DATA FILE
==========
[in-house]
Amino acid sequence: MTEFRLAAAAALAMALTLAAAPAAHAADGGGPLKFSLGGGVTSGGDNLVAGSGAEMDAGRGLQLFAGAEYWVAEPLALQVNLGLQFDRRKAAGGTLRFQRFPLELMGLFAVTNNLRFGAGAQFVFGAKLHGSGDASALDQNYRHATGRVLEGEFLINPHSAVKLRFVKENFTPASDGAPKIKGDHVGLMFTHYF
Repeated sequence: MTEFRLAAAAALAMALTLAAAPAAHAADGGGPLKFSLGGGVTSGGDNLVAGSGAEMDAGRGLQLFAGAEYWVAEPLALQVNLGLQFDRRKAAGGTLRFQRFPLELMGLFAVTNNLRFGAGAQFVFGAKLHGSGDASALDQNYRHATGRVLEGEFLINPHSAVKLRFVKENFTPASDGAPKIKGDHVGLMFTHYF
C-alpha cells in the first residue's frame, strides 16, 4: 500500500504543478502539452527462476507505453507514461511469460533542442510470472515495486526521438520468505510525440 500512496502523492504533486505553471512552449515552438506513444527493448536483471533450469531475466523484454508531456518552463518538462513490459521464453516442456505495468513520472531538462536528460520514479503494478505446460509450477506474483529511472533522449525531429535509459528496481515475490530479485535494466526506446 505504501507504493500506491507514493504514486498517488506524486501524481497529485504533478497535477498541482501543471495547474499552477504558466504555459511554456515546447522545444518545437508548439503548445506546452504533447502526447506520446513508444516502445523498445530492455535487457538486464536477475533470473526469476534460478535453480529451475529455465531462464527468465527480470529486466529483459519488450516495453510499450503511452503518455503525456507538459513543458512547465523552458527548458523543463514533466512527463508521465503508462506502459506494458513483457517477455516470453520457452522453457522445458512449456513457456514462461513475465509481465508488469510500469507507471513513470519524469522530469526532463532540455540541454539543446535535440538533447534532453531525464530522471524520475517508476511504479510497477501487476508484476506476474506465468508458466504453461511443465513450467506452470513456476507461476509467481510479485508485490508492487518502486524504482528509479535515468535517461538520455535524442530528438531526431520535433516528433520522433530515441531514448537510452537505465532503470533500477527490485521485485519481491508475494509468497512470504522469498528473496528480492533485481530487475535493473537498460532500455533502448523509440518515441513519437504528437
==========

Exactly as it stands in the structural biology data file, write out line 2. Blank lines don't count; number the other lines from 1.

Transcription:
Amino acid sequence: MTEFRLAAAAALAMALTLAAAPAAHAADGGGPLKFSLGGGVTSGGDNLVAGSGAEMDAGRGLQLFAGAEYWVAEPLALQVNLGLQFDRRKAAGGTLRFQRFPLELMGLFAVTNNLRFGAGAQFVFGAKLHGSGDASALDQNYRHATGRVLEGEFLINPHSAVKLRFVKENFTPASDGAPKIKGDHVGLMFTHYF